Thinking of meat pie,
Couldn’t decide how to make,
Tried to be healthy.
Topped with fried onion,
Beef-flavored veggie pot pie,
Makes good comfort food.
- Line an oil-sprayed pie plate with a 9” pie crust either pre-made or homemade. Note: I stretched out my dough a bit to fit the oval glass dish I used.
Easy homemade single pie crust: 1 cup flour, intermittently pour and stir in ¼ cup oil; continue stirring while adding ¼ cup water until dough clings together. Knead lightly and roll out. (from The Tassajara Bread Book by Edward Espe Brown)
- Sauté 1 sliced onion and 3 minced garlic.
- Add 2 chopped carrots, 4 cubed potatoes, and 1 cup beef broth. Simmer on low heat for 15-20 minutes until vegetables are tender.
- Add 1 cup cubed zucchini and 2 cups sliced mushrooms. Add ½ cup beef broth. Simmer on medium- low heat for 5 minutes.
- Add 10 oz. frozen peas, ¼ cup raisins, and ¼ cup beef broth. Lightly sprinkle with Tamari sauce; simmer for 4 minutes on low heat.
- Add ¼ lb. cooked ground beef; turn off after meat is heated through with vegetable mixture.
- Pour beef and vegetable mixture in pie plate. (If any extra filling, use it the next day to make fried rice; add mung bean sprouts and chopped scallions and scrambled or fried egg.)
- Fully cover top with fried onion pieces; I used the Trader Joe’s brand. Sprinkle with shredded cheddar cheese.
- Put dish in preheated oven set at 350 degrees F. Take out after 18 minutes. Let it set for 5-10 minutes, depending how patient you are.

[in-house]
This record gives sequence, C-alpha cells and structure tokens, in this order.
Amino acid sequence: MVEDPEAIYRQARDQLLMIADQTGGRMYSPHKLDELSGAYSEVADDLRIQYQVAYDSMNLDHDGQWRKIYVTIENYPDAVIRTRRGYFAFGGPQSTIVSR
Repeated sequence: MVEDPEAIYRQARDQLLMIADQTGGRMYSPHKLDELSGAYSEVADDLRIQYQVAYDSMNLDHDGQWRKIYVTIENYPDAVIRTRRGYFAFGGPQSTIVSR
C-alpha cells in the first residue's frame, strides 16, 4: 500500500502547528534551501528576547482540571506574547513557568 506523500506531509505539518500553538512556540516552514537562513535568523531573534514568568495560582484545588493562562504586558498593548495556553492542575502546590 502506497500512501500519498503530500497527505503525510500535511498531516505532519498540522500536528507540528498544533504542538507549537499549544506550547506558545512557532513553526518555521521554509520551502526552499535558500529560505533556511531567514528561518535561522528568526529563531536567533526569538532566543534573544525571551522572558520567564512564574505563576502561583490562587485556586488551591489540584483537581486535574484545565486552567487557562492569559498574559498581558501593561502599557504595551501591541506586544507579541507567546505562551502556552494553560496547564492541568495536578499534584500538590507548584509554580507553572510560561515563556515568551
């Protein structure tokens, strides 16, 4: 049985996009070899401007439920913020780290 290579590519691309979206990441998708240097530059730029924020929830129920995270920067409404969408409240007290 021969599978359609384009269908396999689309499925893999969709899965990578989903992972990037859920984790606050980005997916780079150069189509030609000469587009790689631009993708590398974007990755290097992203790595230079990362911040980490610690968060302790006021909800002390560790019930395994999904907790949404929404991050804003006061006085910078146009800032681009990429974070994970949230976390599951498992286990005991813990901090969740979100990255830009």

Life’s simple pleashahs,
Lobstah on buttered brioche,
Fresh garden veggies,
A home-cooked dinnah,
With New England clam chowdah,
Topped with bacon bits.
Started with a lobster roll crave,
Then thoughts of calamari rings became grave,
Followed by dreams of clam chowder, a life-long fave.
So I planned a seafood crawl,
Like a fisherman going out to trawl,
Looking forward to eating the haul.
As a glimpse to my obsession,
Behold this presentation
Of my maritime preoccupation.
(left upper corner: clam strip roll with onion rings and fries; left bottom corner: fried calamari; from upper right corner to lower right corner: lobster roll, haddock scampi, clam chowder)
A banana fare
With strawberries and nuts flair,
Add yogurt and pear.
1 ¼ – ½ cups flour
1 tbsp. baking powder
4 packets of coconut sugar (or your choice of sweetener and amount)
3 mashed ripe bananas
3 tbsp. olive oil (or your choice of oil)
Enough cups of almond milk (or your choice of milk) to make a batter with texture of your preference
- Preheat oven to 375 degrees F while mixing batter
- Pour batter in warmed, butter- or olive-oiled cast iron skillet
- Time for 15 minutes, at which time take out skillet and press/mix in sliced strawberries and return skillet to oven
- Time for 25 minutes and check to see if done, stick toothpick in and see if it comes out clean